Cradle of Civilization

A Blog about the Birth of Our Civilisation and Development

Utu – the sun god

Posted by Fredsvenn on May 31, 2016


Utu (Akkadian rendition of Sumerian dUD “Sun”, Assyro-Babylonian Shamash “Sun”) is the Sun god in Sumerian mythology, the son of the moon god Nanna and the goddess Ningal. His brother and sisters are Ishkur, Ereshkigal, and his twin sister Inanna. His center cult was located in the city of Larsa.

Utu is the god of the sun, justice, application of law, and the lord of truth. He is usually depicted as wearing a horned helmet and carrying a saw-edged weapon not unlike a pruning saw. It is thought that every day, Utu emerges from a mountain in the east, symbolizing dawn, and travels either via chariot or boat across the Earth, returning to a hole in a mountain in the west, symbolizing sunset.

Every night, Utu descends into the underworld to decide the fate of the dead. He is also depicted as carrying a mace, and standing with one foot on a mountain. Its symbol is “sun rays from the shoulders, and or sun disk or a saw”.

The sun god is only modestly mentioned in Sumerian mythology with one of the notable exceptions being the Epic of Gilgamesh. In the myth, Gilgamesh seeks to establish his name with the assistance of Utu, because of his connection with the cedar mountain.

Gilgamesh and his father, Lugalbanda were kings of the first dynasty of Uruk, a lineage that Jeffrey H. Tigay suggested could be traced back to Utu himself. He further suggested that Lugalbanda’s association with the sun-god in the Old Babylonian version of the epic strengthened “the impression that at one point in the history of the tradition the sun-god was also invoked as an ancestor”.


Marduk (Sumerian spelling in Akkadian: dAMAR.UTU, literally, “the calf of Utu” or “the young bull of the Sun”) was a late-generation god from ancient Mesopotamia and patron deity of the city of Babylon. In the perfected system of astrology, Jupiter was associated with Marduk by the Hammurabi period.

When Babylon became the political center of the Euphrates valley in the time of Hammurabi (18th century BC), he slowly started to rise to the position of the head of the Babylonian pantheon, a position he fully acquired by the second half of the second millennium BC. In the city of Babylon, he resided in the temple Esagila. “Marduk” is the Babylonian form of his name.

According to The Encyclopedia of Religion, the name Marduk was probably pronounced Marutuk. The etymology of the name Marduk is conjectured as derived from amar-Utu (“bull calf of the sun god Utu”).


The origin of Marduk’s name may reflect an earlier genealogy, or have had cultural ties to the ancient city of Sippar (Sumerian: Zimbir), an ancient Near Eastern city on the east bank of the Euphrates River, located at the site of modern Tell Abu Habbah in Iraq’s Babil Governorate, some 60 km north of Babylon and 30 km southwest of Baghdad, dating back to the third millennium BC.

Sippar was the cult site of the sun god (Sumerian Utu, Akkadian Shamash) and the home of his temple E-babbara. The Code of Hammurabi stele was probably erected at Sippar. Shamash was the god of justice, and he is depicted handing authority to the king in the image at the top of the stele.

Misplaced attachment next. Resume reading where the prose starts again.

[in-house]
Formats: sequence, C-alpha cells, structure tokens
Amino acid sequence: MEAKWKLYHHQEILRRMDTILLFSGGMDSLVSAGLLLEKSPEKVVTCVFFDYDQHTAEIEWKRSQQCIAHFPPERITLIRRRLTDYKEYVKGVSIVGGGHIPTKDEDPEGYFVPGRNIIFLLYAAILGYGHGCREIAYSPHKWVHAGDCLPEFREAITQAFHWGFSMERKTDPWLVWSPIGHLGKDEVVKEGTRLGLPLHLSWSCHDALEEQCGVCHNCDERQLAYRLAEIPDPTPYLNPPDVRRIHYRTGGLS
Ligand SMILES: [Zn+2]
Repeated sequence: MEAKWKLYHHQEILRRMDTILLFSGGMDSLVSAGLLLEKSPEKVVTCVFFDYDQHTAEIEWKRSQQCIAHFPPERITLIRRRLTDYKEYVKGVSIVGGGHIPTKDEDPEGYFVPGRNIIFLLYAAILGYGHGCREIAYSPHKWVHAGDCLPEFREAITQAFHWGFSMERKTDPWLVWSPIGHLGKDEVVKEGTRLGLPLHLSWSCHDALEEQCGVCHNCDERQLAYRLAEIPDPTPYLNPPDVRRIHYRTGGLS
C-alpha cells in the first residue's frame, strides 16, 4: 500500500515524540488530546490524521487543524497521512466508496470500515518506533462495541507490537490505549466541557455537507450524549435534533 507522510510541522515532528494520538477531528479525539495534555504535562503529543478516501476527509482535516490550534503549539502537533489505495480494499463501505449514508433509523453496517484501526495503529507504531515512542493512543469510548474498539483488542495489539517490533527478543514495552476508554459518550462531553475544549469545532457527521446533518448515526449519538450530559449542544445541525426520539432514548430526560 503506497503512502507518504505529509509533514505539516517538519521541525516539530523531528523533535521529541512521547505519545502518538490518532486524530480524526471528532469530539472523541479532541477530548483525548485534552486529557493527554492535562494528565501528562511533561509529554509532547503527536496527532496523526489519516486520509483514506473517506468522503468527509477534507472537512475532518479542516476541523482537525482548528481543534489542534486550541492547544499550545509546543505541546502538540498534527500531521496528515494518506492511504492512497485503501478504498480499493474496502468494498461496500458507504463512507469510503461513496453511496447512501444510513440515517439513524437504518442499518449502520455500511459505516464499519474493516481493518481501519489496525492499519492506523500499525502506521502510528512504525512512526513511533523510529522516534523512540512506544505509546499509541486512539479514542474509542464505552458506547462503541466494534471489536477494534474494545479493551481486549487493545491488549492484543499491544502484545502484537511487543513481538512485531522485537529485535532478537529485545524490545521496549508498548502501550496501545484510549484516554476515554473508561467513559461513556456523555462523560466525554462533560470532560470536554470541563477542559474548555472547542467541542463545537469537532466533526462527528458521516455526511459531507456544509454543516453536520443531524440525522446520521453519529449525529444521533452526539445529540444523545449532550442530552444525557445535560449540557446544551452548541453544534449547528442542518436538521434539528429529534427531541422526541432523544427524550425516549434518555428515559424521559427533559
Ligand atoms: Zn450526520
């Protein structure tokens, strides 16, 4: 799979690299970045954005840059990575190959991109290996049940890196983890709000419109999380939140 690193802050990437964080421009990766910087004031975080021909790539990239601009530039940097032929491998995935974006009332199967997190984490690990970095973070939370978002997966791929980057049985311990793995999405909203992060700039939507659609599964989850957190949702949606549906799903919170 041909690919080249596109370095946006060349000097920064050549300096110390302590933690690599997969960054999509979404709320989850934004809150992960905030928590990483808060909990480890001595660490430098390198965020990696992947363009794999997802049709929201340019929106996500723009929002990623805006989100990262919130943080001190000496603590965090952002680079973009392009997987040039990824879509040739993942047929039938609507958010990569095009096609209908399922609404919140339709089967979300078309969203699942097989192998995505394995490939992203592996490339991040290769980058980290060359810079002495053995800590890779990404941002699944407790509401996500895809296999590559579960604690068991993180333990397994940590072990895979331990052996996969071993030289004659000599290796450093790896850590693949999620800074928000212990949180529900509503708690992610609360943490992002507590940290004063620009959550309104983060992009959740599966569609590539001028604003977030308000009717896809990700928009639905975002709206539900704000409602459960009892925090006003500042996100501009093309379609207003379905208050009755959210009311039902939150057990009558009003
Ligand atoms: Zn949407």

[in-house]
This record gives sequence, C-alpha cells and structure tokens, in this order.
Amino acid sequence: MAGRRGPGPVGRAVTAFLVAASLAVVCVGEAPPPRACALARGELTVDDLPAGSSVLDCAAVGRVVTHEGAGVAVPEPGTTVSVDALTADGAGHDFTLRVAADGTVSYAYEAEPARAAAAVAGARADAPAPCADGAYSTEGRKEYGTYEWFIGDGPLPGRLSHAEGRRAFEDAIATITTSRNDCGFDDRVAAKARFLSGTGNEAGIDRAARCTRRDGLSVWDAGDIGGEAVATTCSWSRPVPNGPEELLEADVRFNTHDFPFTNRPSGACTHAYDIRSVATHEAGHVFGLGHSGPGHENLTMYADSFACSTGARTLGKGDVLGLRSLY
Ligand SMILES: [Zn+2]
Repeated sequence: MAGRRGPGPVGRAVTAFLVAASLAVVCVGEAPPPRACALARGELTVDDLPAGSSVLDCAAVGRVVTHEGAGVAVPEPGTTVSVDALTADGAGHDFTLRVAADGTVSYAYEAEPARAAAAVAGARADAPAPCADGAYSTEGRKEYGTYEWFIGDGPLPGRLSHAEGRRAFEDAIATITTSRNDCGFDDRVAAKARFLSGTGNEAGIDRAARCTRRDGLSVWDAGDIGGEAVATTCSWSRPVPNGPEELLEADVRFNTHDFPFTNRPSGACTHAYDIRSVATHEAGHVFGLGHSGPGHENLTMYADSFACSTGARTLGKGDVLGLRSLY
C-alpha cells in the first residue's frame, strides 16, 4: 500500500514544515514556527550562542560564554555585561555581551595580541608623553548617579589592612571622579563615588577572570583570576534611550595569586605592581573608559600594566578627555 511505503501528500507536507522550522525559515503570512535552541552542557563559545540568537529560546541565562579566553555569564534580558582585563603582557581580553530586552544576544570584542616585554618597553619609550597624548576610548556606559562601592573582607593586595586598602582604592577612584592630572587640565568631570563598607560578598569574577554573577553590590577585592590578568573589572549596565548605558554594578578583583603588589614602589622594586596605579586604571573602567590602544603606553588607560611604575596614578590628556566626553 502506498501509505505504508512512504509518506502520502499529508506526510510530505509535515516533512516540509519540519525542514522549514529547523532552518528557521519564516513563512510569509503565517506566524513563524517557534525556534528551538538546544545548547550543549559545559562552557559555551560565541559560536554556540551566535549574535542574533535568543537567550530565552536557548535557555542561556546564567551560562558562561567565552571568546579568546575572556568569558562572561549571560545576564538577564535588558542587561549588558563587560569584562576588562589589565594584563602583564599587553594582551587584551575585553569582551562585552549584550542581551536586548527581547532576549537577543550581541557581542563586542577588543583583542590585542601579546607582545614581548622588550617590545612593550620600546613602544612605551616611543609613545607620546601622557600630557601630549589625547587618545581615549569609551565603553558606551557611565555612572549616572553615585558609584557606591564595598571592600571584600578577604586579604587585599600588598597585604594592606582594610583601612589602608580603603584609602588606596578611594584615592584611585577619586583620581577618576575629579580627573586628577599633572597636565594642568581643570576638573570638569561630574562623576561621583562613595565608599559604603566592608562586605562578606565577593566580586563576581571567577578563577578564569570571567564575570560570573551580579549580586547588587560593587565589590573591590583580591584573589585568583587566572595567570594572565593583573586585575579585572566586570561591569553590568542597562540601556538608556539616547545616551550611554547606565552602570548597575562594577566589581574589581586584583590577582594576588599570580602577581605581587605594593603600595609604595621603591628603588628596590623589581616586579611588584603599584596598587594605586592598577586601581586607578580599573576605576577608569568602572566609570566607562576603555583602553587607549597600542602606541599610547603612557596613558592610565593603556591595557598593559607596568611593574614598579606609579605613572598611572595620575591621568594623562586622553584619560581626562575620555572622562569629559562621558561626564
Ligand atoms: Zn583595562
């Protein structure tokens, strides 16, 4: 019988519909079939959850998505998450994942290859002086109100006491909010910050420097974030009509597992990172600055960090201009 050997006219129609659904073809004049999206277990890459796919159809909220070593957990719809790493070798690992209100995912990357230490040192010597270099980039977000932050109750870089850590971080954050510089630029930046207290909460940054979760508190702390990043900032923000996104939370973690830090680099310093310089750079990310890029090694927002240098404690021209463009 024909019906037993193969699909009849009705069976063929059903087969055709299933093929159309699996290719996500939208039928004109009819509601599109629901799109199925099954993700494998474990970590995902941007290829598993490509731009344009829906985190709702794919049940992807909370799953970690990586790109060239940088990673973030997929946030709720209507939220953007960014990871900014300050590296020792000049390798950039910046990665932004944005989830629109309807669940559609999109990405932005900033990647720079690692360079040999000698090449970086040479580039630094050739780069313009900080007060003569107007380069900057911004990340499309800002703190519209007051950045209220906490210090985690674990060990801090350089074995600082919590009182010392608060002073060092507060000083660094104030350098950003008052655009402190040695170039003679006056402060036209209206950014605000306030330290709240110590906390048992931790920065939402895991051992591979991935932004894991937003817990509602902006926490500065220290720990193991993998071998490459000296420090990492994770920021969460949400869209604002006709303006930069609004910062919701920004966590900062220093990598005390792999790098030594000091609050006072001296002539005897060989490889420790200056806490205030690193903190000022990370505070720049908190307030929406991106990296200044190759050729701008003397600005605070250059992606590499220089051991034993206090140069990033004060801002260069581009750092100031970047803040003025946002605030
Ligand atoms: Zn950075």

Sippar has been suggested as the location of the Biblical Sepharvaim in the Old Testament, which alludes to the two parts of the city in its dual form. Sepharvaim was the center of the worship of the god Adramelech. They also worshipped the god Anamelech. After the deportation of the Israelite tribes, at least some of the residents of this city were brought to Samaria to repopulate it with other Gentile settlers.

Xisuthros, the “Chaldean Noah” in Sumerian mythology, is said by Berossus to have buried the records of the antediluvian world here—possibly because the name of Sippar was supposed to be connected with sipru (“writing”). And according to Abydenus, Nebuchadnezzar II excavated a great reservoir in the neighbourhood.


Arinna was the major cult center of the Hittite sun goddess, (thought to be Arinniti) known as dUTU URUArinna “sun goddess of Arinna”. Arinna was located near Hattusa, the Hittite capital. The name was also used as a substitute name for Arinniti.

The sun goddess of Arinna is the most important one of three important solar deities of the Hittite pantheon, besides UTUnepisas – “the sun of the sky” and UTU taknas – “the sun of the earth”.

She was considered to be the chief deity in some source, in place of her husband. Her consort was the weather god,Teshub; they and their children were all derived from the former Hattic pantheon.

Arinnitti, Hattian Wurusemu, Hittite sun goddess, the principal deity and patron of the Hittite empire and monarchy. Her consort, the weather god Taru, was second to Arinnitti in importance, indicating that she probably originated in matriarchal times.

Arinnitti’s precursor seems to have been a mother-goddess of Anatolia, symbolic of earth and fertility. Arinnitti’s attributes were righteous judgment, mercy, and royal authority.

The goddess was also perceived to be a paramount chthonic or earth goddess. She becomes largely syncretised with the Hurrian goddess Hebat. In the 13th century some explicit gestures toward syncretism appear in inscriptions.

The powerful Hittite queen Puduhepa adopted Arinnitti as her protectress; the queen’s seal showed her in the goddess’ embrace. Puduhepa, queen and a priestess, worked on organizing and rationalizing her people’s religion. In an inscription she invokes:

Sun-Goddes of Arinna, my lady, you are the queen of all lands! In the land of Hatti you have assumed the name of Sun-Goddess of Arinna, but in respect to the land which you made of cedars, you have assumed the name Hebat.

The liminal figure mediating between the intimately connected worlds of gods and mankind was the king and priest; in a ritual dating from the Hittite Old Kingdom period: The gods, the Sun-God and the Storm-God, have entrusted to me, the king, the land and my household, so that I, the king, should protect my land and my household, for myself.